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Radioactive steam vents in Chicargo.

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posted on Jan, 31 2012 @ 02:25 AM
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sincedutch.wordpress.com...
I did a quick search and did not see any threads regarding this news. I know what alot of you will say. Dutchsinse fear mungering again. But I did see it come up as a headline on Haaretz news. Really hope the steam has hardly any signs of being radioactive.

Heres another site in regards to this news. www.ksdk.com...

edit on 18/01/11 by aarys because: (no reason given)




posted on Jan, 31 2012 @ 02:40 AM
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I'm sure this has been going on for a long time. The internet makes any kind of news sensational. We are still here.



posted on Jan, 31 2012 @ 02:48 AM
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reply to post by litterbaux
 


True that. But we do know that the media downplayed the Fukoshima event. The powers to be just raised the level of radition that is deamed safe for the human body. But you are probally right on this. Just thought people should know.



posted on Jan, 31 2012 @ 02:48 AM
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reply to post by litterbaux
 


True that. But we do know that the media downplayed the Fukoshima event. The powers to be just raised the level of radition that is deamed safe for the human body. But you are probally right on this. Just thought people should know.



posted on Jan, 31 2012 @ 02:50 AM
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I do not like the sound of this.

There seems to be a history of problems (unsurprisingly) at this plant.



n March 2008, federal officials said they were investigating a problem with electrical transformers at the plant after outside power to a unit was interrupted. In an unrelated issue last April, the commission said it was conducting special inspections of backup water pumps at the Byron and Braidwood generating stations after the agency's inspectors raised concerns about whether the pumps would be able to cool the reactors if the normal system wasn't working.

The plants' operator, Exelon Corp., initially said the pumps would work but later concluded they wouldn't Read more: www.foxnews.com...


www.foxnews.com...

Those issues seem very much related to me and I wonder if they have been fixed.



posted on Jan, 31 2012 @ 02:54 AM
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Originally posted by Peruvianmonk
I do not like the sound of this.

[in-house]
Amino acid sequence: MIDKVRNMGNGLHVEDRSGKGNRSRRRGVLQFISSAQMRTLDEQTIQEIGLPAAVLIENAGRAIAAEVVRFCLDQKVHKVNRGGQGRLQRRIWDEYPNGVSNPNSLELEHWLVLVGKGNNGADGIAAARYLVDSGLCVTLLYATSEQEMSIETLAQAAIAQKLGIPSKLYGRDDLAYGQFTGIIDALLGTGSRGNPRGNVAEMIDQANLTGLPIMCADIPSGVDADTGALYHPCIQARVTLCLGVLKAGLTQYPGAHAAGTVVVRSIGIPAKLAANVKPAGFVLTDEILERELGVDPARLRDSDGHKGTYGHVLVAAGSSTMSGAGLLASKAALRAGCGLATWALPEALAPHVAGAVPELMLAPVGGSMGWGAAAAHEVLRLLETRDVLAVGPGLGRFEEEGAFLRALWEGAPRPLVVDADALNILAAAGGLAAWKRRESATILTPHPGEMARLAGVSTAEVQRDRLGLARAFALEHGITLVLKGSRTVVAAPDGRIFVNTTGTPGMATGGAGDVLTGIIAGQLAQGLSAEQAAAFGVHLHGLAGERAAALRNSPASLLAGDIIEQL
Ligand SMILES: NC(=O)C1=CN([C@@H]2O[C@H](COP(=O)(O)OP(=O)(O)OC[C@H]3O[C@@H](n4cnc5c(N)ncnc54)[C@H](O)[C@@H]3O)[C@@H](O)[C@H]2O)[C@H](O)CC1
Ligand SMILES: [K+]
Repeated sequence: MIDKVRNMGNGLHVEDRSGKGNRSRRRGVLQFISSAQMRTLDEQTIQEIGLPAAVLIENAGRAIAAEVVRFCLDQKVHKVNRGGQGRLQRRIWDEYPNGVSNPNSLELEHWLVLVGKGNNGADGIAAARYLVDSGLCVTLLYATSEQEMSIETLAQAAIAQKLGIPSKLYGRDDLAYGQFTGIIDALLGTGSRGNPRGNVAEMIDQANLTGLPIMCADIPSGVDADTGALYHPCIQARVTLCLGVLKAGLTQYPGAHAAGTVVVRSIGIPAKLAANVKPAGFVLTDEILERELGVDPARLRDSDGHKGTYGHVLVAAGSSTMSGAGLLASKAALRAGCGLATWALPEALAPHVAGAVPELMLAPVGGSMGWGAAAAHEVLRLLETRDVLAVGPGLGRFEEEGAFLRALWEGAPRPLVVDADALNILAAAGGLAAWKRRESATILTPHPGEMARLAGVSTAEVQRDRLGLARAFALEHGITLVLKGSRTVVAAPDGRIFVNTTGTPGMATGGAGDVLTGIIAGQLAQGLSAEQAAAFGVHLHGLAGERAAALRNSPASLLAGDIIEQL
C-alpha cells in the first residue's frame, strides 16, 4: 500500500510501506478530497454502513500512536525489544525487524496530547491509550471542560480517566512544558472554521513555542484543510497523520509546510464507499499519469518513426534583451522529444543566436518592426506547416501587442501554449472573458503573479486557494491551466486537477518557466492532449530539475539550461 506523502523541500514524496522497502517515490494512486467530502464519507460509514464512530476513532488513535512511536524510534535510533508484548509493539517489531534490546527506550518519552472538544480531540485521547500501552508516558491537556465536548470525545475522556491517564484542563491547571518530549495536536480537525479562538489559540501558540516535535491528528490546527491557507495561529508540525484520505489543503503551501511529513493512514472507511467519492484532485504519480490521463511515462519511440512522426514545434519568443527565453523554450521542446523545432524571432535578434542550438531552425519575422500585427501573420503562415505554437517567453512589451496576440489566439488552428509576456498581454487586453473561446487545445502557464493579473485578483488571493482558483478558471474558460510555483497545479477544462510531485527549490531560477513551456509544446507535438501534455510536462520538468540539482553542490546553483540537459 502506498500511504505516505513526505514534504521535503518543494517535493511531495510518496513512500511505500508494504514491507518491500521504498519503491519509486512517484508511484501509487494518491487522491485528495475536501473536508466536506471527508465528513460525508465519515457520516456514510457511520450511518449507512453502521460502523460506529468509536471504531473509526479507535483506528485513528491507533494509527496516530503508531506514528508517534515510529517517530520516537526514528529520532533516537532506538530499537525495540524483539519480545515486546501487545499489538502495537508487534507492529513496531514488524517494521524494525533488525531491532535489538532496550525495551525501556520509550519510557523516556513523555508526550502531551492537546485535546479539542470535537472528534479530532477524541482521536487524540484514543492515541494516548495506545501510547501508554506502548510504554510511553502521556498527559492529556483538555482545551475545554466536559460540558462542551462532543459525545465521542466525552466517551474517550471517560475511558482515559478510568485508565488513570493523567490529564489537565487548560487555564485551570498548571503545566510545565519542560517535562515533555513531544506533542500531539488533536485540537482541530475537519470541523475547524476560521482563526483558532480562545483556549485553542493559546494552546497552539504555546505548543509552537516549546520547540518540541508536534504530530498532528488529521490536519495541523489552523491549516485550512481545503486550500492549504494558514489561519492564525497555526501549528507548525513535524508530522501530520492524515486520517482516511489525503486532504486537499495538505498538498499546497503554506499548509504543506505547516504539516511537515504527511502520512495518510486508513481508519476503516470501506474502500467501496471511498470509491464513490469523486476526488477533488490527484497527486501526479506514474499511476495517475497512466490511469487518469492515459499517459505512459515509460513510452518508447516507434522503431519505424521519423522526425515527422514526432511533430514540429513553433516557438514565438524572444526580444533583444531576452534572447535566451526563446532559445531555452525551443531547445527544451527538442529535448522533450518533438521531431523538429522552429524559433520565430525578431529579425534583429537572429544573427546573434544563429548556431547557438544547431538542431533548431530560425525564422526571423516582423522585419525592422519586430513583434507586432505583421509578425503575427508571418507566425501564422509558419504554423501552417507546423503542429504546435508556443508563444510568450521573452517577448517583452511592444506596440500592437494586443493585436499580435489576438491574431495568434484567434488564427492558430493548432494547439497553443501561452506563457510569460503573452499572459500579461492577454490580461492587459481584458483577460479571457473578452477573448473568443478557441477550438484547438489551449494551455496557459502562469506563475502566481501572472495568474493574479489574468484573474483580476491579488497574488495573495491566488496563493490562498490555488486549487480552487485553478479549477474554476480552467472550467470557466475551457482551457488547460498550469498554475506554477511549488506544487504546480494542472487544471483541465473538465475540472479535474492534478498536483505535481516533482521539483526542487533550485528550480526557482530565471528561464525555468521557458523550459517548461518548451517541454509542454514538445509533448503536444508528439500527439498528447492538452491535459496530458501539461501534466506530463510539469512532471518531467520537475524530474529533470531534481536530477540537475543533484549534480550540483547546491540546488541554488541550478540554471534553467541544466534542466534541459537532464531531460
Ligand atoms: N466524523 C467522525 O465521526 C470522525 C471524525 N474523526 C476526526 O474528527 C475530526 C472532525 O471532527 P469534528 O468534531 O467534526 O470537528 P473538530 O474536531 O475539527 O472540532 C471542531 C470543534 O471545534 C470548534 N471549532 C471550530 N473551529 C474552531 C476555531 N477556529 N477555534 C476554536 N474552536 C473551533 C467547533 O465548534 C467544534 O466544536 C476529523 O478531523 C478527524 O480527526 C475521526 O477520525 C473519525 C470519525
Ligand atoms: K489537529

There seems to be a history of problems (unsurprisingly) at this plant.



n March 2008, federal officials said they were investigating a problem with electrical transformers at the plant after outside power to a unit was interrupted. In an unrelated issue last April, the commission said it was conducting special inspections of backup water pumps at the Byron and Braidwood generating stations after the agency's inspectors raised concerns about whether the pumps would be able to cool the reactors if the normal system wasn't working.

The plants' operator, Exelon Corp., initially said the pumps would work but later concluded they wouldn't Read more: www.foxnews.com...


www.foxnews.com...

Those issues seem very much related to me and I wonder if they have been fixed.


This is a good example of what I'm talking about. Back in '08 nobody cared. No major event happened. Prolly isn't good for anyone but its not the end of the world.

If you worry about everything you're gonna die from stress, now that's a fact.



posted on Jan, 31 2012 @ 03:02 AM
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reply to post by litterbaux
 


This seems to be a tad more serious as they are actually having to vent steam to release the buildup in pressure because of a complete loss of power at the plant.


After the shut down Monday morning at Exelon Nuclear's Byron Generating Station, operators began releasing steam to cool the reactor from the part of the plant where turbines are producing electricity, not from within the nuclear reactor itself, officials said. The steam contains low levels of tritium, a radioactive form of hydrogen, but federal and plant officials insisted the levels were safe for workers and the public.



Exelon Nuclear officials believe a failed piece of equipment at a switchyard at the plant about 95 miles northwest of Chicago caused the shutdown, but they were still investigating an exact cause. The switchyard is similar to a large substation that delivers power to the plant from the electrical grid and from the plant to the electrical grid. The commission declared the incident an "unusual event," the lowest of four levels of emergency. Commission officials also said the release of tritium was expected.


abcnews.go.com...

The fact that the commission have placed the event on the emergency level at all can attest to the potential seriousness of the incident.

I and anyone else on this board can choose to worry or not worry about whatever I deem fit. I believe the loss of power at a nuclear plant is worthy of some degree of worry.



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